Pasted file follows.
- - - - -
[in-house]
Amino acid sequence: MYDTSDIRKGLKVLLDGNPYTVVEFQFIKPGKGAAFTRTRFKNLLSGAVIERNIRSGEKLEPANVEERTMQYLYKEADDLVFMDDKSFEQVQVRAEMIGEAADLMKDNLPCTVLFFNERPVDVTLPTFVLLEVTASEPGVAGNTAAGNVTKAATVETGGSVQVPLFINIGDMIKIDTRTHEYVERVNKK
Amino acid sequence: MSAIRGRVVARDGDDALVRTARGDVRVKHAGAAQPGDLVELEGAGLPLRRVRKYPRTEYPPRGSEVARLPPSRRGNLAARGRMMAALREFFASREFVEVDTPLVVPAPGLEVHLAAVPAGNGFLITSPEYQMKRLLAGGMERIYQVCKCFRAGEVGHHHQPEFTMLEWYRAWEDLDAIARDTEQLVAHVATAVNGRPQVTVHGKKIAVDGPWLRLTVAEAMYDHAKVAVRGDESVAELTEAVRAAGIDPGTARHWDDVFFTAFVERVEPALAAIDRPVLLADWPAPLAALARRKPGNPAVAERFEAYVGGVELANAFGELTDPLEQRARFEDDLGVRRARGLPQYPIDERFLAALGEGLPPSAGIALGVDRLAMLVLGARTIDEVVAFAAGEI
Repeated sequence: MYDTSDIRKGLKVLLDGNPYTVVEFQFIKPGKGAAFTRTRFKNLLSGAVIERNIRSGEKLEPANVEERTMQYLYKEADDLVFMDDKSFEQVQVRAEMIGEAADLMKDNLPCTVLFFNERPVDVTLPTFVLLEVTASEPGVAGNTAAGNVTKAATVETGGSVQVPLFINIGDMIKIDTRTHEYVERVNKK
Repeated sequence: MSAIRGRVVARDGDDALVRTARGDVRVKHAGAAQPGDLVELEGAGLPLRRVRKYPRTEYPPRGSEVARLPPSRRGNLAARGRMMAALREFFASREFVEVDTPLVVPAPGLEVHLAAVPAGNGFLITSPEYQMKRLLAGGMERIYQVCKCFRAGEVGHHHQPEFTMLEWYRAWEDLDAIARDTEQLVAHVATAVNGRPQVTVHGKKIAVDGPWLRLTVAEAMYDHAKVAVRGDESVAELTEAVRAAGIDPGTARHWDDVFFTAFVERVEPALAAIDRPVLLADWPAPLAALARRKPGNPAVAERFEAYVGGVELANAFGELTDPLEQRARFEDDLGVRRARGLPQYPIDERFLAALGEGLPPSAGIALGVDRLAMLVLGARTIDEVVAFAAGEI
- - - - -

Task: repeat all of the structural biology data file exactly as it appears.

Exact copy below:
[in-house]
Amino acid sequence: MYDTSDIRKGLKVLLDGNPYTVVEFQFIKPGKGAAFTRTRFKNLLSGAVIERNIRSGEKLEPANVEERTMQYLYKEADDLVFMDDKSFEQVQVRAEMIGEAADLMKDNLPCTVLFFNERPVDVTLPTFVLLEVTASEPGVAGNTAAGNVTKAATVETGGSVQVPLFINIGDMIKIDTRTHEYVERVNKK
Amino acid sequence: MSAIRGRVVARDGDDALVRTARGDVRVKHAGAAQPGDLVELEGAGLPLRRVRKYPRTEYPPRGSEVARLPPSRRGNLAARGRMMAALREFFASREFVEVDTPLVVPAPGLEVHLAAVPAGNGFLITSPEYQMKRLLAGGMERIYQVCKCFRAGEVGHHHQPEFTMLEWYRAWEDLDAIARDTEQLVAHVATAVNGRPQVTVHGKKIAVDGPWLRLTVAEAMYDHAKVAVRGDESVAELTEAVRAAGIDPGTARHWDDVFFTAFVERVEPALAAIDRPVLLADWPAPLAALARRKPGNPAVAERFEAYVGGVELANAFGELTDPLEQRARFEDDLGVRRARGLPQYPIDERFLAALGEGLPPSAGIALGVDRLAMLVLGARTIDEVVAFAAGEI
Repeated sequence: MYDTSDIRKGLKVLLDGNPYTVVEFQFIKPGKGAAFTRTRFKNLLSGAVIERNIRSGEKLEPANVEERTMQYLYKEADDLVFMDDKSFEQVQVRAEMIGEAADLMKDNLPCTVLFFNERPVDVTLPTFVLLEVTASEPGVAGNTAAGNVTKAATVETGGSVQVPLFINIGDMIKIDTRTHEYVERVNKK
Repeated sequence: MSAIRGRVVARDGDDALVRTARGDVRVKHAGAAQPGDLVELEGAGLPLRRVRKYPRTEYPPRGSEVARLPPSRRGNLAARGRMMAALREFFASREFVEVDTPLVVPAPGLEVHLAAVPAGNGFLITSPEYQMKRLLAGGMERIYQVCKCFRAGEVGHHHQPEFTMLEWYRAWEDLDAIARDTEQLVAHVATAVNGRPQVTVHGKKIAVDGPWLRLTVAEAMYDHAKVAVRGDESVAELTEAVRAAGIDPGTARHWDDVFFTAFVERVEPALAAIDRPVLLADWPAPLAALARRKPGNPAVAERFEAYVGGVELANAFGELTDPLEQRARFEDDLGVRRARGLPQYPIDERFLAALGEGLPPSAGIALGVDRLAMLVLGARTIDEVVAFAAGEI